Roger Daltrey says ‘I’m on my way out’ weeks after milestone birthday

The Who musician Roger Daltrey has reflected on his generation after reaching a milestone age, stating: “I’m on my way out.”

Daltrey, who has been the frontman of the “Pinball Wizard” rock band since 1964, stepped down as the curator of the annual Teenage Cancer Trust (TCT) gigs, which took place at Royal Albert Hall this month, after turning 80 on on 1 March.

Over the last 24 years, as the leader of TCT, Daltrey, a vociferous supporter of Brexit, has helped to raise £32m for specialised NHS units to care for young cancer sufferers.

He has now reflected on his decision to end his time as the event’s curator, suggesting it stemmed from a desire to “be realistic” about his future.

Writing in a “backstage diary” for The Times, Daltrey said: “I have to be realistic. I’m on my way out. The average life expectancy is 83 and with a bit of luck I’ll make that, but we need someone else to drive things.

“I’m not leaving TCT – I’ve been a patron since I first met the charity’s founders, Dr Adrian and Myrna Whiteson, more than 30 years ago – and that will continue, but I’ll be working in the back room, talking to the government, rattling cages.”

Daltrey said he had concern “about how many words” he had to remember ahead of recent shows he performed, and admitted to feeling nervous beforehand.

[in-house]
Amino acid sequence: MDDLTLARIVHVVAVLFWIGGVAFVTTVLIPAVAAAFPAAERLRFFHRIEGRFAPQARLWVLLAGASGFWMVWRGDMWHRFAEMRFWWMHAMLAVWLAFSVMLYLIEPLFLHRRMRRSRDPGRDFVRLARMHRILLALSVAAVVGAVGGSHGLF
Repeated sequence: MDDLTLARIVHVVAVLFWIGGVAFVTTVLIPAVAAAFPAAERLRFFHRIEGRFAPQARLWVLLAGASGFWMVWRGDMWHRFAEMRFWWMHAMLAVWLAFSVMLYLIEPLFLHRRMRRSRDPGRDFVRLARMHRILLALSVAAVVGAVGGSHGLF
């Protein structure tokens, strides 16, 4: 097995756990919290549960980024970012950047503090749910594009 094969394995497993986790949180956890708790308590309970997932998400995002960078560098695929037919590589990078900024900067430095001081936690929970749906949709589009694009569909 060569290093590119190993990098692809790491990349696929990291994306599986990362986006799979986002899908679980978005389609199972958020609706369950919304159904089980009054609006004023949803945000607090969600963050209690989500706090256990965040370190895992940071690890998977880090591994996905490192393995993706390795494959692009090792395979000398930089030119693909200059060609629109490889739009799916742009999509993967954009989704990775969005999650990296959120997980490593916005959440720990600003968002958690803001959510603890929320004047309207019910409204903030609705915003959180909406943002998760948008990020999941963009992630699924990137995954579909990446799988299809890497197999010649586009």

“On at 8.40pm and I’ve got to say I really feel it tonight,” he wrote, adding: “We haven’t done anything for seven months and this winter’s been brutal. I’ve been in hibernation. For the whole of January, I lost my voice completely.

“I live like a monk and if I went on tour for a week I’d be fit as a butcher’s dog again, but tonight, for the first time in my career, I think, ‘Blimey, this is hard.’”

The Who frontman Roger Daltrey (Getty Images)
The Who frontman Roger Daltrey (Getty Images)

Daltrey paid tribute to the “unsung heroes” who have aided the events over the years during The Who’s swansong performance.

The Teenage Cancer Trust has said it plans on working with a series of guest curators next year, after Daltrey steps down. While the rock legend said he isn’t going away from the TCT, and will continue to serve the charity as an honorary patron, he has “completed the job” he “set out to do”.